The Treasury Department’s Financial Crimes Enforcement Network assessed a $110 million civil penalty Wednesday against BTC-e for willfully violating U.S. anti-money laundering laws.
It was FinCEN’s first enforcement action against a foreign-located Money Services Business or MBS doing business in the United States.
Russian national Alexander Vinnik, one of the operators of BTC-e, was arrested in Greece this week. FinCEN fined him $12 million for his role in the violations.
BTC-e is an internet-based money transmitter that handles Bitcoin, Litecoin, Namecoin, Novacoin, Peercoin, Ethereum, and Dash. It’s one of the world’s biggest virtual currency exchanges by volume.
BTC-e handled transactions involving ransomware, computer hacking, identity theft, tax refund fraud schemes, public corruption, and drug trafficking, FinCEN said.
Jamal El-Hindi, FinCEN’s acting director, said: “We will hold accountable foreign-located money transmitters, including virtual currency exchangers, that do business in the United States when they willfully violate U.S. anti-money laundering laws.”
FinCEN said it “acted in coordination” with the DOJ, IRS-Criminal Investigation Division, FBI, U.S. Secret Service, and Homeland Security Investigations.
Among other violations, BTC-e failed to obtain required information from customers beyond a username, a password, and an e-mail address, according to FinCEN.
“Instead of acting to prevent money laundering, BTC-e and its operators embraced the pervasive criminal activity conducted at the exchange,” FinCEN said.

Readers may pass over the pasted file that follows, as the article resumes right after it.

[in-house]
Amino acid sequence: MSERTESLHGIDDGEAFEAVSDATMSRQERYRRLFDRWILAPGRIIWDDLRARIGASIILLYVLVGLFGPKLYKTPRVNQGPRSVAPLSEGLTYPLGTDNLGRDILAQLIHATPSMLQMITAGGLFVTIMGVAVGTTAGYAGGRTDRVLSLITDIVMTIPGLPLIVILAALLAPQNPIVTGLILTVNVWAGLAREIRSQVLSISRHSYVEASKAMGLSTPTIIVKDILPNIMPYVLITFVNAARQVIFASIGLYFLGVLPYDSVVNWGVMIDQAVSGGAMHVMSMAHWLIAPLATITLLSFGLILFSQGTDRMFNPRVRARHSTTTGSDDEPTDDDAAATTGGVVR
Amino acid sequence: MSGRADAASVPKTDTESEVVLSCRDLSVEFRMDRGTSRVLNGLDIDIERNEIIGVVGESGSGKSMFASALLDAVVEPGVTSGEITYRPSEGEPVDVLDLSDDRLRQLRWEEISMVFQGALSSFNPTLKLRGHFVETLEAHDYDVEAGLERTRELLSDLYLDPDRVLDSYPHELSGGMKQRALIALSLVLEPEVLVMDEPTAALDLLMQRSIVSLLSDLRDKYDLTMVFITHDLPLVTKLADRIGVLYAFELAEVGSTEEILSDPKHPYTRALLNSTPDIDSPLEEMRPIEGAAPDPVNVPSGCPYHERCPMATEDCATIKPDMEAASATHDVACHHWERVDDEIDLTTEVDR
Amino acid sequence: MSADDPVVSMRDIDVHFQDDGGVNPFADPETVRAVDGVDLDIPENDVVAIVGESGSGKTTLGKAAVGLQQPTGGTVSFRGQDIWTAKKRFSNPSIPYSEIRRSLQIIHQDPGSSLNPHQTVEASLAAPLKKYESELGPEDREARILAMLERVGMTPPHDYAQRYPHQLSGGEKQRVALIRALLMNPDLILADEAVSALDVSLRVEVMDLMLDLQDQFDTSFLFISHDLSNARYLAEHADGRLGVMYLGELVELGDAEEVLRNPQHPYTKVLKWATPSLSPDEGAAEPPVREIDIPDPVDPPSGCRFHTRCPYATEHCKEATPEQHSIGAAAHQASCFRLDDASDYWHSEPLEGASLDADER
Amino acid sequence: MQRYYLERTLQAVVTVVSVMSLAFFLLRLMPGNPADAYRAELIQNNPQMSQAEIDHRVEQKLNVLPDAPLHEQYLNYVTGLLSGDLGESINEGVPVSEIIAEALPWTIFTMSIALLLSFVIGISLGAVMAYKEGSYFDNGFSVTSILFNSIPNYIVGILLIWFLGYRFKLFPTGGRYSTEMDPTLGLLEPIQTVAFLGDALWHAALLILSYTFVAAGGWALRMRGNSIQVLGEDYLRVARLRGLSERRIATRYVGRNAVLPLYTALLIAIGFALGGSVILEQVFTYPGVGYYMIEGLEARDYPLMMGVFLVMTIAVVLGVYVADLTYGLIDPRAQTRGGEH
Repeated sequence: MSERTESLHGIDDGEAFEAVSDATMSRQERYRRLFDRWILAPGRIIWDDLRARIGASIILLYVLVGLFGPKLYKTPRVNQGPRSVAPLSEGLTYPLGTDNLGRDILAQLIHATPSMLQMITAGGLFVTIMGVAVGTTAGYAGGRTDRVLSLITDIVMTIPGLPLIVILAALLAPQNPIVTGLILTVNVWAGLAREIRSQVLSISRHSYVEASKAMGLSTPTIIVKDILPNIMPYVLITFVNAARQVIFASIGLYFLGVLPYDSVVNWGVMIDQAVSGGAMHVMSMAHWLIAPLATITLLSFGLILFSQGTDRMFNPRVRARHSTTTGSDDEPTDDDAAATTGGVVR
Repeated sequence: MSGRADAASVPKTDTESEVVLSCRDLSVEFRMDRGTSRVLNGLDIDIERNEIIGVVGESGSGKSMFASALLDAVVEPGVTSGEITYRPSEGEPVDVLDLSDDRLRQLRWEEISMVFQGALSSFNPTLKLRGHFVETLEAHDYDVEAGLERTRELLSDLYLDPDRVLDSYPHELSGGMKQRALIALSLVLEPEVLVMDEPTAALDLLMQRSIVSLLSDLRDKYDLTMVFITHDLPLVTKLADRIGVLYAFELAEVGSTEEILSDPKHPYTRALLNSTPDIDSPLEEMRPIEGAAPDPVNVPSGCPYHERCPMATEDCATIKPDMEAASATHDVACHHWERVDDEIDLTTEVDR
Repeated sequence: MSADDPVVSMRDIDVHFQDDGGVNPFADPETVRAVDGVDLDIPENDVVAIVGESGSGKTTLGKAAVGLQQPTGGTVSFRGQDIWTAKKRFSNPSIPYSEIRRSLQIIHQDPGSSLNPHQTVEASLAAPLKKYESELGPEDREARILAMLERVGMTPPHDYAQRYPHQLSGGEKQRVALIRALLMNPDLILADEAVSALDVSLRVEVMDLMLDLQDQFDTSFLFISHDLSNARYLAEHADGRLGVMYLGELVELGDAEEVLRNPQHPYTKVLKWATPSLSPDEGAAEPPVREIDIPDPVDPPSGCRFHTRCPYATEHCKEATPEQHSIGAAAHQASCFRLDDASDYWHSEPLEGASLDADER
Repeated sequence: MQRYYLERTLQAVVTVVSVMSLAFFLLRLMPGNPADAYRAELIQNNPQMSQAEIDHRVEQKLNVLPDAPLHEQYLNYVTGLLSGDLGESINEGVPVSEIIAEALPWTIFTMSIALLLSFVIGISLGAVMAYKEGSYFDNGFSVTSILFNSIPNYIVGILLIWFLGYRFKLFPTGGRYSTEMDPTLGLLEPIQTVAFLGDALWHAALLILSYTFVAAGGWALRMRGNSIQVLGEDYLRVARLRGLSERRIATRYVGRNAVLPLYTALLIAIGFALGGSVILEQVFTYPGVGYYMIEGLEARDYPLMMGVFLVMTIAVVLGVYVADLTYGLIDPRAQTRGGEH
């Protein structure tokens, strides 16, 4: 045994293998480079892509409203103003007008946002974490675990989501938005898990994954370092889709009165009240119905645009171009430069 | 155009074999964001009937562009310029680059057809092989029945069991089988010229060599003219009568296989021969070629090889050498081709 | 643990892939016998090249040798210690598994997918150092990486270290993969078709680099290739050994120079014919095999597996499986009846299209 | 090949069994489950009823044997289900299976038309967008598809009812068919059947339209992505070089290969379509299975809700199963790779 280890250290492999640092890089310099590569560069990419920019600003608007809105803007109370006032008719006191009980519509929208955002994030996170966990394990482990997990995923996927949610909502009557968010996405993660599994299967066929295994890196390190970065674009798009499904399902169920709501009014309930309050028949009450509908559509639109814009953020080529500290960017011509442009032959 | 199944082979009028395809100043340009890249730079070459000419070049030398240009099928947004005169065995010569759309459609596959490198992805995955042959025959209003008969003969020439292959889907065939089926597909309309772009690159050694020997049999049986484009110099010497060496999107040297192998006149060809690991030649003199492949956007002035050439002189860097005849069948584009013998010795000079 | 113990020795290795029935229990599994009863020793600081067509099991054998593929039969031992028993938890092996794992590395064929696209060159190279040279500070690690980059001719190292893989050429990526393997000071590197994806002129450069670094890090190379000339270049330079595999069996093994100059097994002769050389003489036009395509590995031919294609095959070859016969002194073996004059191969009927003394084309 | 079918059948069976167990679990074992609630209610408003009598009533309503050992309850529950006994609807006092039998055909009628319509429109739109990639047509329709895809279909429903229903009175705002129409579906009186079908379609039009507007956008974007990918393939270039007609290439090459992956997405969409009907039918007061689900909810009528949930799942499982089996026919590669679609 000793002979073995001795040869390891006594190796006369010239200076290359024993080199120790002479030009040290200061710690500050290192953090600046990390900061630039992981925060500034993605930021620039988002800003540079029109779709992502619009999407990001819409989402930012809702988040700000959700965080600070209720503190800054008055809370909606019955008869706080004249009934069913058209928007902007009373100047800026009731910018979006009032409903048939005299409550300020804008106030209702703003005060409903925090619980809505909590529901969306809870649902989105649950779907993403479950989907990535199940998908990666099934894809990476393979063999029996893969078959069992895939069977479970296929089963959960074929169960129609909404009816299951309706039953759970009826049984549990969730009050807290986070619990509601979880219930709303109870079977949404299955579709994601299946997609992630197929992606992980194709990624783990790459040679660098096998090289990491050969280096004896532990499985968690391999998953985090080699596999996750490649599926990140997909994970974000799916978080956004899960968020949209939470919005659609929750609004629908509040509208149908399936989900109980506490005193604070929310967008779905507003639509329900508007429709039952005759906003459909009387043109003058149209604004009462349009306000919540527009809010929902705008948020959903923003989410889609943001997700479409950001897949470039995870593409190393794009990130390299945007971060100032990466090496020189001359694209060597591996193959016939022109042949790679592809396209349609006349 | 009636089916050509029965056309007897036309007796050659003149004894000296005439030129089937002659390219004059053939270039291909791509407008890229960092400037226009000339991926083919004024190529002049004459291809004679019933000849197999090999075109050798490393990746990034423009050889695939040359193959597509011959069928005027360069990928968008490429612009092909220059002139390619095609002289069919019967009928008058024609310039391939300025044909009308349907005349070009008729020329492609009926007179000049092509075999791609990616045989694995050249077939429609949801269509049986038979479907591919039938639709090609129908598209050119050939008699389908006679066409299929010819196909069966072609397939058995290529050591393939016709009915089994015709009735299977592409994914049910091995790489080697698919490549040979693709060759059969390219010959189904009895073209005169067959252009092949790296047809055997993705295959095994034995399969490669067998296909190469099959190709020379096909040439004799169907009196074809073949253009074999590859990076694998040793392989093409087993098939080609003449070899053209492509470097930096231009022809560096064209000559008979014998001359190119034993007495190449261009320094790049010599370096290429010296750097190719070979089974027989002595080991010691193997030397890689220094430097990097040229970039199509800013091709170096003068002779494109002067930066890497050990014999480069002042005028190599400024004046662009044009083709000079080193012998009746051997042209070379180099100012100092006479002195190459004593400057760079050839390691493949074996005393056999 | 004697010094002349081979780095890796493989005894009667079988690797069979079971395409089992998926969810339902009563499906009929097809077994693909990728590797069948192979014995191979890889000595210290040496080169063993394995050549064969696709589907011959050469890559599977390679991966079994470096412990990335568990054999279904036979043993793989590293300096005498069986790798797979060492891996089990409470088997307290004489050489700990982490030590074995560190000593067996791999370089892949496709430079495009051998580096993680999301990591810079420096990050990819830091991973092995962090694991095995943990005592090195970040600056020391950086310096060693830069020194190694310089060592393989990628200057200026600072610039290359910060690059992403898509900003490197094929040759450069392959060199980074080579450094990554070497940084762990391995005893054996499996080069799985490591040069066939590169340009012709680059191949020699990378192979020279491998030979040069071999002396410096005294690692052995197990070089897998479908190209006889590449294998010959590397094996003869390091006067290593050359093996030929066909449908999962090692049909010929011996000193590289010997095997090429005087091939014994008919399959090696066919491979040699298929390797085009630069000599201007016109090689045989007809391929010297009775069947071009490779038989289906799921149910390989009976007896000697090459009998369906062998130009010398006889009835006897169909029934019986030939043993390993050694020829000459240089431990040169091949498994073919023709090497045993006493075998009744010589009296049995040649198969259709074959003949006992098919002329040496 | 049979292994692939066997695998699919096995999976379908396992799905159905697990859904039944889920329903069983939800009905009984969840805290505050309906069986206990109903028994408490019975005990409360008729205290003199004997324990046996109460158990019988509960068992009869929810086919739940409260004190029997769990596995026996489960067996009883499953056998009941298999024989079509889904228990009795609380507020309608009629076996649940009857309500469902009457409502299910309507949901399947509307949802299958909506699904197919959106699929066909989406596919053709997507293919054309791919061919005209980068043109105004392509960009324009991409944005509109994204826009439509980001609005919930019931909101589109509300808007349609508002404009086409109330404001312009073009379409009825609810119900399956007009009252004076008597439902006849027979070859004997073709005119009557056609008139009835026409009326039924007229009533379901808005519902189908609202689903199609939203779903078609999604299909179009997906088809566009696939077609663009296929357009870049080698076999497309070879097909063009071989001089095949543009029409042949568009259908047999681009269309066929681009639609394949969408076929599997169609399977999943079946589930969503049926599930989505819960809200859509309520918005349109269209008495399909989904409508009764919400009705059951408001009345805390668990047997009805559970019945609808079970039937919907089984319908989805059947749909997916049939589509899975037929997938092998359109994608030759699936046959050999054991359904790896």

BTC-e’s customer service representatives offered advice about how to process and access money obtained from illegal drug sales on dark net markets like Silk Road, Hansa Market, and AlphaBay, according to FinCEN.
BTC-e also processed over 300,000 Bitcoin transactions involving funds stolen between 2011 and 2014 from Bitcoin exchange Mt. Gox, FinCEN said.
FinCEN said it identified at least $3 million of facilitated transactions tied to ransomware attacks such as “Cryptolocker” and “Locky.”
BTC-e also shared customers and conducted transactions with the now-defunct money laundering website Liberty Reserve.
FinCEN said BTC-e has conducted over $296 million in transactions of Bitcoin alone and tens of thousands of transactions in other convertible virtual currencies.
Some of the transactions were between customers and recipients located within the United States, FinCEN said.
Although BTC-e hid its location and ownership, FinCEN said the company was “required to comply with U.S. AML laws and regulations as a foreign-located [Money Services Business] including AML program, MSB registration, suspicious activity reporting, and recordkeeping requirements.”
FinCEN’s July 26, 2017 civil enforcement action against BTC-e is here (pdf).
Richard L. Cassin is the publisher and editor of the FCPA Blog.